CapitalOne Design Development Internship

June 2017 - August 2017 | Dallas, TX

In the Summer of 2017, I was fortunate to be a design intern for Capital One, working in their Financial Services line of business. I spearheaded the design side of a project I named Artemis, a tool that assists call center agents troubleshoot customer issues with Capital One's web and mobile platforms. I’m thankful for these learnings and to have worked alongside an amazing design team who showed me the ropes and never hesitated to help when I asked!


I started Artemis off by meeting with the project team that I would be collaborating with on the development and management aspects of this project. The weekly pull-up sessions with the team helped to define the scope, timeline, and overall goals of the project.

The overall goals:

  • Keep customers digital and ensure they didn't need to call in to troubleshoot their issues

  • If customers did need to call in, make sure they can get right back on track

  • Ensure customers have a seamless enrollment experience when opening an account with CapitalOne

My first step was to interview call center agents to determine what their pain points were, what tools enabled them to do their job, and what held them back. I had lovely conversations with over 10 different call center agents, all across different specialties. Some dealt with collections, others with general customer problems, and one team, called "digiCAT," specifically dealt with troubleshooting online issues. 

The interviews were incredibly rich with regards to what they uncovered. Customers were frustrated with the web/mobile experiences and took out their frustrations on the agents, who were trying their hardest to help the clients.


Analysis + Ideation

I took all the insights, quotes, and other interview minutiae and affinity clustered them to better understand the underlying themes. These were the real core issues of what I wanted to tackle with Artemis:

  1. Agents do not have an existing tool for troubleshooting built in to their existing call-center software

    • As a result, they have to resort to 14 (!) external applications to solve a variety of different digital issues

    • The contextual information (like activity notes, browser sessions) are not readily viewable during the call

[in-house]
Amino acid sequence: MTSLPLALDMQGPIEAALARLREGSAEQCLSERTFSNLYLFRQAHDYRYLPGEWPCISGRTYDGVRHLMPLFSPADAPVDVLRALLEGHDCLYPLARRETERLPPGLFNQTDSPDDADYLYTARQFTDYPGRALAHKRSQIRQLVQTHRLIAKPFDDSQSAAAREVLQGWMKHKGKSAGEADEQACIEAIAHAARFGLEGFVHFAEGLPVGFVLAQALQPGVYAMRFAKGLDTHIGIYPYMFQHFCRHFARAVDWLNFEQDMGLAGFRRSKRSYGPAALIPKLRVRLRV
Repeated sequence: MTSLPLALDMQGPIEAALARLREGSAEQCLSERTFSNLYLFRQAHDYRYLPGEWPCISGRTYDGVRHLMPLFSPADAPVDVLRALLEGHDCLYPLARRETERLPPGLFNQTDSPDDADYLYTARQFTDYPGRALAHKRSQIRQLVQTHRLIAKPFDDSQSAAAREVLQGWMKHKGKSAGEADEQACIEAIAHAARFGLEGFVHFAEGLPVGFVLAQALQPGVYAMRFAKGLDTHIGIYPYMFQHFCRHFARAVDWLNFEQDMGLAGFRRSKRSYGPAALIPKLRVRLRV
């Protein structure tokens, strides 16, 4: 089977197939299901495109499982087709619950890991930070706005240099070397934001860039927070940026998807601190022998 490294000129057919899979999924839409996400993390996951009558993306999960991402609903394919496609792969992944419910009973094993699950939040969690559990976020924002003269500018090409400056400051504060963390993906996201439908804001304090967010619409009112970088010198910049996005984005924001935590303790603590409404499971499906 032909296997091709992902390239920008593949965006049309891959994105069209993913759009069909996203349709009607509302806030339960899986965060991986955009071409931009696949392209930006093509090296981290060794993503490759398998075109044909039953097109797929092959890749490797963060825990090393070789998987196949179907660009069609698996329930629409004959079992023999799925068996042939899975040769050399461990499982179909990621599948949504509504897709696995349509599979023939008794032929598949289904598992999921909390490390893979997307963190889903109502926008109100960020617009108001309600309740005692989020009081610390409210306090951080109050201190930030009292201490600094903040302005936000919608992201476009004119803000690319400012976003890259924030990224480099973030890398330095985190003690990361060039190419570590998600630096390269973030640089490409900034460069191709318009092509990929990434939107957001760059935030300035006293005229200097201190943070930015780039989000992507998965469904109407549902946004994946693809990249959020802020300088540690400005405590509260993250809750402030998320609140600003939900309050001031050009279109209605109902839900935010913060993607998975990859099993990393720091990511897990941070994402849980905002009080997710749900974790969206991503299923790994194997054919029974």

2. Agents also need to play hide-and-seek with regards to finding the right tool for each issue, in addition to troubleshooting the issue

  3. The overall troubleshooting flow is confusing and inefficient, causing frustration for both the customer and agent

Despite having such rich information from the interviews, I was challenged by how to show these insights within the context of the agent and customer experiences. I decided to draw the customer journey through their entire CapitalOne end-to-end to better identify what types of issues occur when. Why do customers become "digitally derailed" from the online and mobile experiences? This helped to apply the issues that customers encountered to a specific time point in their journeys.

On the flip side, I wanted to visualize how the agents' experience is when attempting to troubleshoot a customer's issue and how confusing that process is. Both drawings not only helped me to see the end-to-end processes and experiences of agents and customers, but also served as communication tools to my product team and my coworkers.

digiCAT flow.jpg

Before I even started my ideation and prototyping process, I collaborated with my coworkers and learned about a project called Zeus that was set to replace the existing and incredibly outdated call center software. Zeus was designed for the call center agents across multiple different specialties, allowing for flexibility through customizable drag-and-drop widgets that enabled agents complete tasks on-the-fly with the context they needed right in front of them. I decided to use Zeus as the framework that I would be designing within.

The previous software and interface

The previous software and interface

The new software and interface, Zeus

The new software and interface, Zeus


I used the interview insights to determine what tools and information was essential to the call center agents when they were troubleshooting an issue. Beyond that, I also made sure to wholly understand the qualitative needs of the agent experience: an experience that was fast, effective, and easy to understand. I jumped right into determining how I could define this experience within the Zeus framework and decided I would build this tool as a standalone widget. That way, it could be moved around and changed on an as-needed basis. I shied away from using any disruptive elements, such as modals or pop-ups, because they were either ignored or disturbed the agent's flow through the process.

I took some of my low-fidelity sketches and attempted to define the application flow by creating some quick mockups in Balsamiq. I also wanted the Balsamiq mockups so I could conduct some paper prototyping sessions with the call center agents I had interviewed. 

Final Prototype

The final prototype incorporated the core elements of the desired experience I got from my research. I used Invision to make a workable and interactive prototype that could be later tested and refined when added to the roadmap.